A message from Father Duncan on Monday 27 April 2020
Today, I celebrate Holy Mass privately for the Parish and John Mullen who died recently. This is what is so attractive, so mysteriously inspiring, about the lives of the saints. They are our older brothers and sisters in Christ, in whose lives grace truly flourished. They found and fulfilled their most genuine identity by living in communion with God, by living a real, unique, and dynamic relationship with him. They are the spiritual oak trees that fully show forth the magnificence of authentic human greatness and beautify the landscape of human history. Mother Teresa of Calcutta, Francis of Assisi, Mary Magdalene, Augustine, Catherine of Siena, John Paul II - none of them started out as saints. But God's grace entered their lives, purified them of their brokenness and sin, and allowed them to flourish. The same grace that worked wonders in them is at work, like a seed waiting to grow and flourish, in every baptised soul - including yours. Please be assured of my daily prayers for you and your family.
A message from Father Duncan on Tuesday 28 April 2020
Today, I celebrate Holy Mass privately for the Parish and John McLaughlin who died recently. If the right conditions for an acorn to become an oak tree are good soil, water, sunlight and a healthy climate, what are the right conditions for the seed of grace to produce spiritual maturity? What makes it possible for this seed to grow, flourish and yield its marvellous fruit? One essential element is a life of prayer. In a sense, prayer is the soil in which grace can grow. The other sacraments - the Eucharist, confession, marriage, and so on - are like the water and the sunlight. Moral integrity and virtue are like the good climate. But the soil, the very ground that enables our spiritual potential to quicken, unfold, mature, and thrive, from the beginning of our spiritual journey until its very end, is prayer. If we want to experience in our own lives, ever more abundantly, the gifts and fruits of the Holy Spirit, and if we want to contribute through them to our loved ones and to the world around us, we simply must develop a life of prayer. Please be assured of my daily prayers for you and your family.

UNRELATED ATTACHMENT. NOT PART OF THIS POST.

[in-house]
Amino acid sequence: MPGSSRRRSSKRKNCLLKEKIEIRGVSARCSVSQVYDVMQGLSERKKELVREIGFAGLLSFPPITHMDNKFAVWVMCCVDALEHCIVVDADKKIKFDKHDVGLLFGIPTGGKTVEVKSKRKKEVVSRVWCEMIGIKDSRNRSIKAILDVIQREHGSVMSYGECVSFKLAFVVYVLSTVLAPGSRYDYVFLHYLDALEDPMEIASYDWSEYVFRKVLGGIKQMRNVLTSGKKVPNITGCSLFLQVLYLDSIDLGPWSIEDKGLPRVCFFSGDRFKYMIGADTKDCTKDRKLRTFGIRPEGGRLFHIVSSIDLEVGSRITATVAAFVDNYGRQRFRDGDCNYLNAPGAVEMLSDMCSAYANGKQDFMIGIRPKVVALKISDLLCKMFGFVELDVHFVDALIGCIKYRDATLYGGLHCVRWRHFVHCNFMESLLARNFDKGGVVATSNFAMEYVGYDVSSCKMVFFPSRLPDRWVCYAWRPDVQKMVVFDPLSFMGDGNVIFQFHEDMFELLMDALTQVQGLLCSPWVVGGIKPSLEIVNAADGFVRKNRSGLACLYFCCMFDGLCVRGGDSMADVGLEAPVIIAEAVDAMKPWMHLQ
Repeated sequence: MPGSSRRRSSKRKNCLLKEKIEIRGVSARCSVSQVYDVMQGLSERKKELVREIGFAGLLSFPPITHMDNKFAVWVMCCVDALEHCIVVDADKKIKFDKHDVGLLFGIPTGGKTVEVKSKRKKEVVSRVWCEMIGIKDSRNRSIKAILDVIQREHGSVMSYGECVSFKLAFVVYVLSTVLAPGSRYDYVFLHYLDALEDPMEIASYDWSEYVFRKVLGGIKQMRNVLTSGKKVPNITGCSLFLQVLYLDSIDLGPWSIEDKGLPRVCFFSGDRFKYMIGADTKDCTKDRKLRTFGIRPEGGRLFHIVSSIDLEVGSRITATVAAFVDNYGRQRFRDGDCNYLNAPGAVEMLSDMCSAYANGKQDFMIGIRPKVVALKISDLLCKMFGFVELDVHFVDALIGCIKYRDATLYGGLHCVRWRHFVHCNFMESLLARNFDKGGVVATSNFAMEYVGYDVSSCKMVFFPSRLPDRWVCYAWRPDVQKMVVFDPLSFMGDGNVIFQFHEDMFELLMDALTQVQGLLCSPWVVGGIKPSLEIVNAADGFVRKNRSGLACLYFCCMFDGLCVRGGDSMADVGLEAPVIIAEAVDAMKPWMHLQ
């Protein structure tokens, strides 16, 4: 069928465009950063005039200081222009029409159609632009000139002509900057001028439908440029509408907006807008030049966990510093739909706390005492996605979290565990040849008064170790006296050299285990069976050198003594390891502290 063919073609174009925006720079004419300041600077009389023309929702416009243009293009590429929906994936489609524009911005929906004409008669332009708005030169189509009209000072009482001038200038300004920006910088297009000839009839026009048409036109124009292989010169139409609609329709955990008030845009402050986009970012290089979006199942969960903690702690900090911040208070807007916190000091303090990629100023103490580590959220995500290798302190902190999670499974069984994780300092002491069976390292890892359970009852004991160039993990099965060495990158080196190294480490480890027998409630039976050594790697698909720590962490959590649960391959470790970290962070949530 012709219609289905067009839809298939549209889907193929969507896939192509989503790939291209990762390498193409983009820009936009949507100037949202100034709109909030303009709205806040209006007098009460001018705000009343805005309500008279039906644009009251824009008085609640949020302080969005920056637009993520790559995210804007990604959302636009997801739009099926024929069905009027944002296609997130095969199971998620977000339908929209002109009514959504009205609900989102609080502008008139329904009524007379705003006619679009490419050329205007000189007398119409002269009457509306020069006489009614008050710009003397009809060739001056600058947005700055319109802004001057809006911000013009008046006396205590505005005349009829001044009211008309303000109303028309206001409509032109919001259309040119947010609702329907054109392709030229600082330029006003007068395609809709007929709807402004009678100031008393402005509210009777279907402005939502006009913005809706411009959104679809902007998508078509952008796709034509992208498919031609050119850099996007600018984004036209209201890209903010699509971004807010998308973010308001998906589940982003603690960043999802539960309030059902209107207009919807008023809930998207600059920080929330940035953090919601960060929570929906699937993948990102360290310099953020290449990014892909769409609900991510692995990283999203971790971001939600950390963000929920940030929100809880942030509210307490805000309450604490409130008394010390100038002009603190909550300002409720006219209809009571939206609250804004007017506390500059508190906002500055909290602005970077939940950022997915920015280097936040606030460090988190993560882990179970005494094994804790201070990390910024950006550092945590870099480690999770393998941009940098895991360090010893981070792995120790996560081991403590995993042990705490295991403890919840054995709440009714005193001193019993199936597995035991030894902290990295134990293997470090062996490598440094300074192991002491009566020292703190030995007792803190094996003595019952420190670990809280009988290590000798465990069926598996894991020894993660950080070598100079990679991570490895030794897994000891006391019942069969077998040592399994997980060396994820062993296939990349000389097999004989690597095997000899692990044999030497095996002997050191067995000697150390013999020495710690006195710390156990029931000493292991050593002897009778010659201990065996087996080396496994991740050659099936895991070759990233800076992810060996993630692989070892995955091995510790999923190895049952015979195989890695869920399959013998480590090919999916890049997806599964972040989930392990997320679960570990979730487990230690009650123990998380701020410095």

A message from Father Duncan on Wednesday 29 April 2020
Today, I celebrate Holy Mass privately for the Parish and Louis Ferguson who died recently. A life of prayer is the soil in which the seed of grace can quicken, grow, and flourish, bearing the spiritual fruit that we all yearn for, because it's what we were made for. And every single one of us can develop a life of prayer. All we have to do is decide. Understanding what prayer really is can help make the decision a lot easier. Please be assured of my daily prayers for you and your family.
A message from Father Duncan on Thursday 30 April 2020